Starr imparts wisdom to law students

Travis Reed

When asked how he has changed since his investigations of the Whitewater and Monica Lewinsky scandals, Kenneth Starr says he’s grown “a little older, and a lot wiser.”
On campus Monday, Starr took to the podium for guest lectures about the separation of legal power on the federal level for two University Law School classes.
Nearly two years after the release of Starr’s final report investigating President Bill Clinton’s extracurricular activities, the images of Lewinsky plastered across the nightly news and the residue of the report’s sexually explicit text still resonates unnervingly in the minds of many Americans.
Now that he’s resigned as independent counsel, is teaching at George Mason University, and has resumed work on a book about the U.S. Supreme Court, would Starr conduct the investigations again if given the choice? In a single word, he says yes.
But that doesn’t mean he would necessarily agree with his task.
Since the independent counsel was formed during the Carter administration 22 years ago, it has been criticized because there are no time limits for IC investigations, and partisan critics say the position lends itself to abuse of power.
“The independent counsel was a mistake as a matter of policy,” Starr said, adding it has not served the interest of the administration of justice in investigations of recent scandals.
But the former independent counsel said he was doing his job in spite of his internal conflict concerning the constitutionality of his position. He says his only regret is that he “should’ve done more in public information to explain to the American people what the investigation is all about and how it came to be.”
Starr said it’s in the best interest of everyone to let the law defining the power of the independent counsel to expire, as is scheduled on June 30 in the absence of congressional action.
Starr’s suggestion would restore investigative authority to the Justice Department, the institution formerly responsible for such matters before the formation of the independent counsel.
“We’ve all come out losers because we’ve chosen to fragment responsibility,” Starr said to University General Counsel Mark Rotenberg’s Constitutional Powers of the Presidency class.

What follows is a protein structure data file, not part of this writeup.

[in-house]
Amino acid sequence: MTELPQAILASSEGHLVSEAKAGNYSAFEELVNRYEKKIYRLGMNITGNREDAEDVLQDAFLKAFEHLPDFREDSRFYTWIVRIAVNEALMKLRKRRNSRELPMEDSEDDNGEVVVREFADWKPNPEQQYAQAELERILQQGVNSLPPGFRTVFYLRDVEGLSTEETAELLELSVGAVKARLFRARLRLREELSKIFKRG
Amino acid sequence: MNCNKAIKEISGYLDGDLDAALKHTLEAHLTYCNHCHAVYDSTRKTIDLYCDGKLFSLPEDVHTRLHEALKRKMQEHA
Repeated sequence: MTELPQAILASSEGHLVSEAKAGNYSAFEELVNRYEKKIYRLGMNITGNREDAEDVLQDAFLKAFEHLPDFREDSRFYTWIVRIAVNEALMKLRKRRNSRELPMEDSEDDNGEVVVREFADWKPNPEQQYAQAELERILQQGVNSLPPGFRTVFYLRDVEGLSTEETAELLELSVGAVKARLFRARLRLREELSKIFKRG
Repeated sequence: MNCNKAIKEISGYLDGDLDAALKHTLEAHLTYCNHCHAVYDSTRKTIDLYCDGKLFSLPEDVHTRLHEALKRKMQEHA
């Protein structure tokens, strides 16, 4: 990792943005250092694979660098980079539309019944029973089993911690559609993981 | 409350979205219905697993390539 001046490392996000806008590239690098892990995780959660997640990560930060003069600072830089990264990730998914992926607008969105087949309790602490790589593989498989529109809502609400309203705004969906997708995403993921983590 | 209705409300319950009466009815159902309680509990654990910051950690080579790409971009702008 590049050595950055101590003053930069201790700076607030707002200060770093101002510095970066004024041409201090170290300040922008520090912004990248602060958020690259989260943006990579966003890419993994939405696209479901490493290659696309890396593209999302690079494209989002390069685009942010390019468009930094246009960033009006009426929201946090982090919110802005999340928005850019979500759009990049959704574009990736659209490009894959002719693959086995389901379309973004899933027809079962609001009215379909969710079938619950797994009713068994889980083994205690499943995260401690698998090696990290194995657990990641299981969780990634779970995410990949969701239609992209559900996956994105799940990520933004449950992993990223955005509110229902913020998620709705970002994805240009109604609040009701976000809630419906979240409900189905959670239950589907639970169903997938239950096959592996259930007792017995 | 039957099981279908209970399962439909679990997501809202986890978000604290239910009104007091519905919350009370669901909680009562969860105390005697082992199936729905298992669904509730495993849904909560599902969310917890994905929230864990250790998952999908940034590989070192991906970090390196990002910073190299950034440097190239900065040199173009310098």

The decision of Robert Ray, Starr’s successor as independent counsel, to consider indictment of President Clinton after he leaves office might make the transition more difficult.
When asked about the extensive public criticism of the length and expense of the Lewinsky investigation, Starr said it was unfortunate that the issue has been viewed by several critics as the pursuit of his personal vendetta.
“At all times, we were operating under the authority of the attorney general of the United States,” he said.
Students in Rotenberg’s class said they were pleased to have a well-recognized national expert on hand to discuss issues they’ve been examining all semester.
“It’s a wonderful opportunity to listen to a man who stood at the epicenter of one of the great political challenges of the last few years of the 20th century,” said Patrick Burns, a University law student. “You develop a greater appreciation of how the legal process works and … an idea of what these individuals have to deal with on a daily basis.”
Whether or not Ray decides to proceed in indicting Clinton of formal criminal charges after he leaves office, the implications of the Starr investigations could leave a lasting impact on the language of domestic politics.
“All four of the major presidential candidates have indicated that character is an appropriate topic for discussion and evaluation,” Starr said. “The basic issues of integrity and honesty of the American people are likely to be questions in the presidential campaign, and appropriately so.”

Travis Reed covers environment and transportation and welcomes comments at [email protected] He can also be reached at (612) 627-4070 x3232.